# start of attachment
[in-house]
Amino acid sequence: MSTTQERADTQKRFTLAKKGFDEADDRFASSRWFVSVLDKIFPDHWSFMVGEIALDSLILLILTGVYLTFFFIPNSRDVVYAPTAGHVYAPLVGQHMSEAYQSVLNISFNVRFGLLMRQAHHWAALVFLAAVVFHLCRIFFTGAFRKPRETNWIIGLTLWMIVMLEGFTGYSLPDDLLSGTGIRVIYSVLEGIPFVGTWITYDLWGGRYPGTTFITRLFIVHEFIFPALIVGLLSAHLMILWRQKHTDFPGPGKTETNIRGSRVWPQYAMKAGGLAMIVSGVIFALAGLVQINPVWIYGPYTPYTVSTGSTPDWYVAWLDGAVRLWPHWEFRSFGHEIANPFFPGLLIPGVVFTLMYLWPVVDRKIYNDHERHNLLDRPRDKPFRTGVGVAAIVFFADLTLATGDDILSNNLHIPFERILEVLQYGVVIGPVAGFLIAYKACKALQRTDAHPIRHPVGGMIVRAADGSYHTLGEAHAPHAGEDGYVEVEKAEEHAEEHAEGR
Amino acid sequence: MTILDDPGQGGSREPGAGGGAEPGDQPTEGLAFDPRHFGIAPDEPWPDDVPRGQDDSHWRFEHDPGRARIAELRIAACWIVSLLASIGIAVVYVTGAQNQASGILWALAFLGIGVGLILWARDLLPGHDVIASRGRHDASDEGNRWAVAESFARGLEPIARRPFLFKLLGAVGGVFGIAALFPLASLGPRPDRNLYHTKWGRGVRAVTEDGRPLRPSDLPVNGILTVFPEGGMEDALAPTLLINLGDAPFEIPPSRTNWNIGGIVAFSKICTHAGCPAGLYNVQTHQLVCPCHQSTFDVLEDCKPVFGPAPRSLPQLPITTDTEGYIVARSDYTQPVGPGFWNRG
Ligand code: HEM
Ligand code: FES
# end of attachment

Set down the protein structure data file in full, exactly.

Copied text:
[in-house]
Amino acid sequence: MSTTQERADTQKRFTLAKKGFDEADDRFASSRWFVSVLDKIFPDHWSFMVGEIALDSLILLILTGVYLTFFFIPNSRDVVYAPTAGHVYAPLVGQHMSEAYQSVLNISFNVRFGLLMRQAHHWAALVFLAAVVFHLCRIFFTGAFRKPRETNWIIGLTLWMIVMLEGFTGYSLPDDLLSGTGIRVIYSVLEGIPFVGTWITYDLWGGRYPGTTFITRLFIVHEFIFPALIVGLLSAHLMILWRQKHTDFPGPGKTETNIRGSRVWPQYAMKAGGLAMIVSGVIFALAGLVQINPVWIYGPYTPYTVSTGSTPDWYVAWLDGAVRLWPHWEFRSFGHEIANPFFPGLLIPGVVFTLMYLWPVVDRKIYNDHERHNLLDRPRDKPFRTGVGVAAIVFFADLTLATGDDILSNNLHIPFERILEVLQYGVVIGPVAGFLIAYKACKALQRTDAHPIRHPVGGMIVRAADGSYHTLGEAHAPHAGEDGYVEVEKAEEHAEEHAEGR
Amino acid sequence: MTILDDPGQGGSREPGAGGGAEPGDQPTEGLAFDPRHFGIAPDEPWPDDVPRGQDDSHWRFEHDPGRARIAELRIAACWIVSLLASIGIAVVYVTGAQNQASGILWALAFLGIGVGLILWARDLLPGHDVIASRGRHDASDEGNRWAVAESFARGLEPIARRPFLFKLLGAVGGVFGIAALFPLASLGPRPDRNLYHTKWGRGVRAVTEDGRPLRPSDLPVNGILTVFPEGGMEDALAPTLLINLGDAPFEIPPSRTNWNIGGIVAFSKICTHAGCPAGLYNVQTHQLVCPCHQSTFDVLEDCKPVFGPAPRSLPQLPITTDTEGYIVARSDYTQPVGPGFWNRG
Ligand code: HEM
Ligand code: FES